On October 14, 2017, Pizza Hut notified approximately 60,000 customers, via email, that hackers compromised their personal information. The breach occurred on October 1 and 2, but the company waited two weeks to inform customers. The breach lasted about 28 hours, so any person who ordered from Pizza Hut through the mobile app during that time may have been affected.
Cyber criminals stole names, delivery addresses, billing zip codes, credit card numbers, CVN numbers, and email addresses. Although Pizza Hut issued a statement saying it quickly detected the breach and immediately remedied the situation, several customers tweeted comments about how long it took to disclose data breach details. A number of people had their bank accounts drained of funds.
Pizza Hut is considered the sixth largest fast-food chain in the world based on the number of locations globally. It is offering all of the 60,000 individuals potentially impacted by the cyber theft a free credit monitoring service for a year through Kroll Information Assurance LLC.
This is not the first time a large-scale restaurant chain has been targeted by cyber criminals this year. Other restaurants include Arby’s, Chipolte Mexican Grill, and Shoney’s. The recent Sonic breach compromised the private data of approximately five million customers.
Hyatt Hotels Corporation suffers second data breach in two years
On October 17, Brian Krebs reported that Chicago-based Hyatt Hotels Corporation publicly announced a data breach involving 41 of its hotels in 11 countries. China was impacted most, with 18 locations hit. Between March 18 and July 2, 2017, cyber criminals gained unauthorized access to customer payment card information.
Hackers breached POS terminals where information was manually entered or swiped. The cyber criminals stole cardholder names, card numbers, expiration dates, and internal verification codes. Hyatt launched an investigation involving third-party experts, law enforcement authorities and credit card companies.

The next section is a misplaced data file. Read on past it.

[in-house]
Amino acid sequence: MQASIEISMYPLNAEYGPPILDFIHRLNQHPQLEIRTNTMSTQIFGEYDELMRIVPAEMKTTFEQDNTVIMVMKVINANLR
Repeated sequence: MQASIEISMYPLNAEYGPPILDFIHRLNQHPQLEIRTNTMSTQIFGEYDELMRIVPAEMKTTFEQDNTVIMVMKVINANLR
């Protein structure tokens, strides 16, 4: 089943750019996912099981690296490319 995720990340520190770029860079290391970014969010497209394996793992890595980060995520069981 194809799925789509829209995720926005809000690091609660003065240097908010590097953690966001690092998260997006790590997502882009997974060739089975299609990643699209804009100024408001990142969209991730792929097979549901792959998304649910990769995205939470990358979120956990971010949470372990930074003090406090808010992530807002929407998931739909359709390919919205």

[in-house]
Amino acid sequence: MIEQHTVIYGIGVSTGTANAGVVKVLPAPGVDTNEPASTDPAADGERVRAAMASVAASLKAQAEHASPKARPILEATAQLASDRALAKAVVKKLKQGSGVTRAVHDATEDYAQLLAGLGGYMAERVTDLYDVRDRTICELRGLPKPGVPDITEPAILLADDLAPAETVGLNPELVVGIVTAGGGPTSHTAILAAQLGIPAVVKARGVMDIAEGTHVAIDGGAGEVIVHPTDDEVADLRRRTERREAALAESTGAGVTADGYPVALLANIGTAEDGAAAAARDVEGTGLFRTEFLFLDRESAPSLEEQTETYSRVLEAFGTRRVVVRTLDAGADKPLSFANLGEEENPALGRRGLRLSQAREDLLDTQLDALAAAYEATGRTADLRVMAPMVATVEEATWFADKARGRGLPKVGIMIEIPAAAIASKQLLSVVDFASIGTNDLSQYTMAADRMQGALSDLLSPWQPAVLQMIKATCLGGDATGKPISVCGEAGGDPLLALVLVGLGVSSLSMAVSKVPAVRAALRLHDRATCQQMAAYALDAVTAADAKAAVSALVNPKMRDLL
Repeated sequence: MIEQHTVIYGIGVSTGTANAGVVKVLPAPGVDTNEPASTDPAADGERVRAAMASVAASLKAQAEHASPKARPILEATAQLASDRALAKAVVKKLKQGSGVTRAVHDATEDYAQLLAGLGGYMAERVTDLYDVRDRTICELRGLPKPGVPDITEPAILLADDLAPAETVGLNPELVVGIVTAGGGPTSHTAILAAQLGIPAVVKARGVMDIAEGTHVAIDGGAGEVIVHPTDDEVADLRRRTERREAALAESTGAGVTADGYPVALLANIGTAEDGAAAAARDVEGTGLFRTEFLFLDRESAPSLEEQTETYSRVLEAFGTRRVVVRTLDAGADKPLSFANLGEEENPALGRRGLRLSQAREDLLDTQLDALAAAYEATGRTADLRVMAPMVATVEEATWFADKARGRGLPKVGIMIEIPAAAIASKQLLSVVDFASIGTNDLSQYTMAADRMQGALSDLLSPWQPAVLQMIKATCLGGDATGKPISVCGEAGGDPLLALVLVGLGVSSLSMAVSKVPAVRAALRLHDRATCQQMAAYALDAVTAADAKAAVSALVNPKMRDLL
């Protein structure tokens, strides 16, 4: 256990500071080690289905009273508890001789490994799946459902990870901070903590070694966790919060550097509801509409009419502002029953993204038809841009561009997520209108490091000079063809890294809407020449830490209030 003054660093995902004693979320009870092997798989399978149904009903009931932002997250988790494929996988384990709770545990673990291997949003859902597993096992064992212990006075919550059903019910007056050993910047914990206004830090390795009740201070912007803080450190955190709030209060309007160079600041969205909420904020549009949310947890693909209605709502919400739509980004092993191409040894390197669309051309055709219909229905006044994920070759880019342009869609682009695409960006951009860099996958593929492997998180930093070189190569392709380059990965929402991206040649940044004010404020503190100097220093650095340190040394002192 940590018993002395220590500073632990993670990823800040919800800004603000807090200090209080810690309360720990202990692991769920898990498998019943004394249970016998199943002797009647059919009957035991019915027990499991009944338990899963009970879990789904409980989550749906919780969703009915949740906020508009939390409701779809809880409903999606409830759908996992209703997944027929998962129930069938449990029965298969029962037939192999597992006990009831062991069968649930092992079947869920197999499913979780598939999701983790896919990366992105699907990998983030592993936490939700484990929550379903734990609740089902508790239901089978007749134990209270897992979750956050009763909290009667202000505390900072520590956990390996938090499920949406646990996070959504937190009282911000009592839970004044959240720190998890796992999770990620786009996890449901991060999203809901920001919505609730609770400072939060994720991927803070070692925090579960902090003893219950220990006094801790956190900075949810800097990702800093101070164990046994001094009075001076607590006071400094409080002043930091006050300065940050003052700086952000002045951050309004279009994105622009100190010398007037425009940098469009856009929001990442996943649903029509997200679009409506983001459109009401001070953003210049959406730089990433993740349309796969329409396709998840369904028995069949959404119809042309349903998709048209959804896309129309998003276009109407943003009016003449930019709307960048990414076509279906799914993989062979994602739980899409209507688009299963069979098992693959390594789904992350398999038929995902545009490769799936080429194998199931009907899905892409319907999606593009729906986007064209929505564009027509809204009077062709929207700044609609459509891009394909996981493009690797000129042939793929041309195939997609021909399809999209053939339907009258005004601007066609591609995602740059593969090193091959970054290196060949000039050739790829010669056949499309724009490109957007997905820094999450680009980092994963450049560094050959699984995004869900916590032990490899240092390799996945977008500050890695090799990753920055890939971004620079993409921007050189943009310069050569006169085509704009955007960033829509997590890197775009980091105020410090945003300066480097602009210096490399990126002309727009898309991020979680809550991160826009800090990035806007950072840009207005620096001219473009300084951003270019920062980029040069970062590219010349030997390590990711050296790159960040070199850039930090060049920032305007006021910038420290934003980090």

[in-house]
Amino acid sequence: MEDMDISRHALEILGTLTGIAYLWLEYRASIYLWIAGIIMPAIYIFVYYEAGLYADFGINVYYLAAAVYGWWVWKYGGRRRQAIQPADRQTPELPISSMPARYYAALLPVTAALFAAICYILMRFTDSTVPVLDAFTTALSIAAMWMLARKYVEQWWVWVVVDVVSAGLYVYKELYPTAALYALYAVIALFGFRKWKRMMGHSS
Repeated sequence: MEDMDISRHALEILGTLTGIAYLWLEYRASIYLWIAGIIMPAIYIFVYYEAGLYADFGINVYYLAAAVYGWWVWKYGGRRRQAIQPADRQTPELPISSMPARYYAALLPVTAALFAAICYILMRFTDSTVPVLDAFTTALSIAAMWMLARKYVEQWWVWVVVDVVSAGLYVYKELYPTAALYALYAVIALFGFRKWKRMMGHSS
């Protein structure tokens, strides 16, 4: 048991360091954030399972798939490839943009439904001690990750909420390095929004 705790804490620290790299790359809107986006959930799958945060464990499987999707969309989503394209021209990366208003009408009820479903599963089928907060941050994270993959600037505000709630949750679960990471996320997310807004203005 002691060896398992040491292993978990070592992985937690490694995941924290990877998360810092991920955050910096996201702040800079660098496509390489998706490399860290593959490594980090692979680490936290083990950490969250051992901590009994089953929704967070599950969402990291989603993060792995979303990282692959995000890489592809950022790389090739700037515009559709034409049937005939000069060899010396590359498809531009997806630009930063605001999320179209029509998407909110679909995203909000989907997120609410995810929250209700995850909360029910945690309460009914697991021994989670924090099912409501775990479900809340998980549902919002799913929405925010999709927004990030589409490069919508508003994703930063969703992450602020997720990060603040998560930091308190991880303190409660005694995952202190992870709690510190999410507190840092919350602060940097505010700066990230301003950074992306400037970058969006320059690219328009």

In 2015, Hyatt was a victim of another data breach, which compromised credit card information at 250 locations within 50 different countries.
Hotels an increasingly target of cybercrime
In an article by data security firm Netsurion, it is reported that cyber criminals are increasingly targeting hospitality chains, mainly due to the type of POS system used. Legacy, i.e. outdated technical systems with integrated POS environments that run unsecured applications, are unable to compete with modern, more stable POS solutions. Adding extra back-office data processors to the mix also makes personal data more vulnerable.
John Chrisly, global CISO for Netsurian, pinpointed five threats that hotel brands and franchisees need to be aware of:
- Remote hacking through third-party vendors
- Phishing scams targeting customers and hotels
- Distributed denial-of-service (DDoS) attacks on the hotel network
- Theft of personal information over public Wi-Fi
The increase in hotel breaches affirms the need for Congress to take a closer look at the information security needs of retailers and hospitality chains when formulating its national cybersecurity regulations.
Protect your retail, restaurant or hospitality chain from cybercrime
As cybercriminals find new ways to infiltrate POS systems and mobile apps, it’s becoming more and more necessary to implement an effective information security management system (ISMS). An ISMS is a centrally managed framework for keeping an organization’s private information safe. The policies, procedures, and technical and physical control you put in place will help to protect the confidentiality, availability and integrity of information you process.
ISO 27001 is the international standard describing an appropriate ISMS implementation to protect your organization. To learn more, you can download ISO 27001: The facts. This free guide explains how the Standard works, how to navigate your compliance program, and the benefits of obtaining certification from an ISO 27001-accredited firm.